Tara Thomas on a vertical tasting of Kallisti, Wine & Spirits Top of the List
We were very fortunate this morning to catch up with wine writer and Wine & Spirits senior editor and wine critic for wines of the Mediterranean Tara Q. Thomas, one of leading experts on Greek wines in the U.S. media and a self-defined “Greek wine geek” (see below), not to mention one of the nicest folks in the business.
Yesterday, Tara a few other fortunate journalists attended a private vertical tasting of Boutari Kallisti, stretching back to 1989, organized on the occasion of the Wine & Spirits second annual Top of the List tasting in Manhattan (did we mention that Boutari has made it into the Wine & Spirits Top 100 list 13 times?).
Here’s what Tara had to say about this amazing tasting:
The vertical was fabulous last night; I wish you’d been there. The Vertical Room was a trade-only VIP event, with 6 wineries pouring: Boutari (Kallisti), Catena (Alta Malbec), Drouhin (Chambolle-Musigny), Jordan (Cabernet), Muga (Rioja Prado Enea) and Vietti (Barolo Castiglione). People found lots to talk about at all of the tables, but the Kallisti vertical generated the most buzz, and I don’t think I’m saying that just because I’m the resident Greek wine geek. I think it was mostly because most tasters had no idea what to expect, and had somewhere between no to middling expectations, and so they were blown away by how well these wines aged. The ’89 — the first barrel version of Santorini Boutari made — was not the best wine on the table (as [winemaker] Voyatzis told me once, embarrassedly, “Well, we hadn’t done it before, so all we had were new barrels…” but it was still fascinating and delicious (a couple people told me they loved it most of all); it was turning towards nuts and a little mocha yet it was still vibrantly acidic. The 1993, however, was the star, the one that had everyone talking, and dragging others to the table: It was gorgeous, youthful, mineral, tense, saline, long, the only hint of oak in it its breadth on the palate.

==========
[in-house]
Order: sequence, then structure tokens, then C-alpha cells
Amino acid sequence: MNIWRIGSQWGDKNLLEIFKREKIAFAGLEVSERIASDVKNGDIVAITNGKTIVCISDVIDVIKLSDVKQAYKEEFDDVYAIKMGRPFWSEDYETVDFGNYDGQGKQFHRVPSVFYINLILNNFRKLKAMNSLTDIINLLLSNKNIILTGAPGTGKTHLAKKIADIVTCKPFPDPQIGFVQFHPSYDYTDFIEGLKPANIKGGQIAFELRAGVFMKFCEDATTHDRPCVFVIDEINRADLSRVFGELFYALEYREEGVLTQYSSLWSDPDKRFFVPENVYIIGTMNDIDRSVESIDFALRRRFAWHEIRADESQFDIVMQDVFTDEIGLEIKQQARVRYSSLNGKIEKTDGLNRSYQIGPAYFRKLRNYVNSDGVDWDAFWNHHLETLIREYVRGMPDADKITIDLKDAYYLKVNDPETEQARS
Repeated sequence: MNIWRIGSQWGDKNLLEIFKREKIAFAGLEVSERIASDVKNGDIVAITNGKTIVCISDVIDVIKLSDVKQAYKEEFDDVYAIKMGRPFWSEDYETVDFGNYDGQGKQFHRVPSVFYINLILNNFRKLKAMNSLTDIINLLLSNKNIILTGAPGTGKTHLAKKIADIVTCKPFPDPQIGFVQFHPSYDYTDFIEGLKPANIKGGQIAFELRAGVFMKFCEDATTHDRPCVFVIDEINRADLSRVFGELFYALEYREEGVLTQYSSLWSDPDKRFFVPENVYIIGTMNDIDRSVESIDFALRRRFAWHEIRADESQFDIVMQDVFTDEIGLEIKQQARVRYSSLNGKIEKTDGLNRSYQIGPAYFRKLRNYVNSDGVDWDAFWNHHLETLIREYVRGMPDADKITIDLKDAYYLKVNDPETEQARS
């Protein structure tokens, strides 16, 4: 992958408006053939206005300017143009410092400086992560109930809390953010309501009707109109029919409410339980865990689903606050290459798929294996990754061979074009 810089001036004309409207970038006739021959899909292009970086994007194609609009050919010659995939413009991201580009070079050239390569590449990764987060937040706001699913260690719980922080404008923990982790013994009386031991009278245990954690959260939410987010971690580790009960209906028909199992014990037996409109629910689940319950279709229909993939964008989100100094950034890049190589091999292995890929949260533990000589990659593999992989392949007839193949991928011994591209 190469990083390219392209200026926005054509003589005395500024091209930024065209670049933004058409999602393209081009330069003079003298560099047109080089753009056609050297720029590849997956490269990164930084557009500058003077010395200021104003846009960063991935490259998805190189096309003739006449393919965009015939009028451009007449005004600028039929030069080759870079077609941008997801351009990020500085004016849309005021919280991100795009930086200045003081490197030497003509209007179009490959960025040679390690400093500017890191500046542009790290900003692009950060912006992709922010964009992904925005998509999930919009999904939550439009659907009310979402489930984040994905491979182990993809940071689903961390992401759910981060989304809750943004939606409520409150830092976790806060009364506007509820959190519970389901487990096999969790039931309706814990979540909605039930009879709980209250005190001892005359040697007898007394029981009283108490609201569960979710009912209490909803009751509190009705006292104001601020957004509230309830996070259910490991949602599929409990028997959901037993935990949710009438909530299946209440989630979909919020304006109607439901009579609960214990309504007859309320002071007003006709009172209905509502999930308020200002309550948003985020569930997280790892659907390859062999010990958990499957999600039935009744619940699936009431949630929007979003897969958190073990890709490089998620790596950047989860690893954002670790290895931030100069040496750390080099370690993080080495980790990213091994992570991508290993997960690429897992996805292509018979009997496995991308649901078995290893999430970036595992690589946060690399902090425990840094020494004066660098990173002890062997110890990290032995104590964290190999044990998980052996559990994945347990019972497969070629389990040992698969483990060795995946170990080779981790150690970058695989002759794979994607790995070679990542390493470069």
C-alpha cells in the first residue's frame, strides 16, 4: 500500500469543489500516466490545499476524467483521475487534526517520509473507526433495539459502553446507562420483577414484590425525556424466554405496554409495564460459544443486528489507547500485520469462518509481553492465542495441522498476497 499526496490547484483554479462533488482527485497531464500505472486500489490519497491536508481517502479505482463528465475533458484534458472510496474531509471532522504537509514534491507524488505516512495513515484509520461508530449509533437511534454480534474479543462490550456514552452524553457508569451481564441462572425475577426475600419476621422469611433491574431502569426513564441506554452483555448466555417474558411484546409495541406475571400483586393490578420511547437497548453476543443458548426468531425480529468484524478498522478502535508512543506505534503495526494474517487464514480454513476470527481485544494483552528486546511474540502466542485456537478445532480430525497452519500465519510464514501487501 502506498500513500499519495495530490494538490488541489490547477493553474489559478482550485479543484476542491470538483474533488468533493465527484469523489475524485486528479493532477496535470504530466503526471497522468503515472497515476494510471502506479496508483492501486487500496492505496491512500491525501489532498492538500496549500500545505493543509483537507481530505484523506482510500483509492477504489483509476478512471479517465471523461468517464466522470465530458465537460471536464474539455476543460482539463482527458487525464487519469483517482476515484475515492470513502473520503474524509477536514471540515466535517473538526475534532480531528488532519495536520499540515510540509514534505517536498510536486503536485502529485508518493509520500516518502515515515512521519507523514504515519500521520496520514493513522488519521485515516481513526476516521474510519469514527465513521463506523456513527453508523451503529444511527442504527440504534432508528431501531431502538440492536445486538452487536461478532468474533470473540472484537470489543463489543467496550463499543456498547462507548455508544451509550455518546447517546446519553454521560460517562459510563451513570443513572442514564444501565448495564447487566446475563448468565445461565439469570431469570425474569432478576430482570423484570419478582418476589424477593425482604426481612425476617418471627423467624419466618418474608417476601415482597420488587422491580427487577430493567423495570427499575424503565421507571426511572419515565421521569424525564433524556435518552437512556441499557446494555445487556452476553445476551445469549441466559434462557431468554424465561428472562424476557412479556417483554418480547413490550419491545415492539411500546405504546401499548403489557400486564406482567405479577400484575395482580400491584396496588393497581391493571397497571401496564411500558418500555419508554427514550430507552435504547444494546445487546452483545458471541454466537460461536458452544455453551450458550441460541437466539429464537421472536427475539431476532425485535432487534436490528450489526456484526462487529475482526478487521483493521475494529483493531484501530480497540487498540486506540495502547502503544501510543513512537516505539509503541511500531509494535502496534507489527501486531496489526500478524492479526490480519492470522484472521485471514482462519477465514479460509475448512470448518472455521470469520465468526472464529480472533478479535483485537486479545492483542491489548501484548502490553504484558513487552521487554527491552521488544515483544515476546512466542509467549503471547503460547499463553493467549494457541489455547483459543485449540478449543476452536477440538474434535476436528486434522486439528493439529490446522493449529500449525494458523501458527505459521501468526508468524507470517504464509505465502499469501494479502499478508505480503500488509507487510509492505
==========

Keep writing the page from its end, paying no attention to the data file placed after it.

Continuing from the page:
Many people decided right then and there to start cellaring Santorini. I mean, how many other whites can you pick up for under $30 and cellar for the next 17 years to such excellent effect?
Top 100 Winery for many years [13 times]. I think what sets them apart is consistency (both in winemaking and in distribution in the US; one of the things that has hurt many Greek wineries is importers who don’t care well for their wines, although thankfully that’s changing). And that when Boutari decides an area is worth investing in, they throw themselves into it. Voyatzis didn’t leave an inch of Santorini unmapped before the company decided to build a winery and make wine there; he had some of the brightest people in the field working for him, like Yiannis Paraskevopoulos at Gaia and Haridimos Hatzidakis at Hatzidakis, both of whom went on to make superlative Santorini under their own labels. You can slag on Boutari for being a big company, for making some commercial wines, but when it comes to areas that are integral to the definition of Greek wine (Naoussa the prime example, Santorini the next), they work really, really hard. And Voyatzis is a master at identifying places and grapes with true potential, and at hiring exceptional people.Explore posts in the same categories: Boutari, in the news, people comment below, or link to this permanent URL from your own site.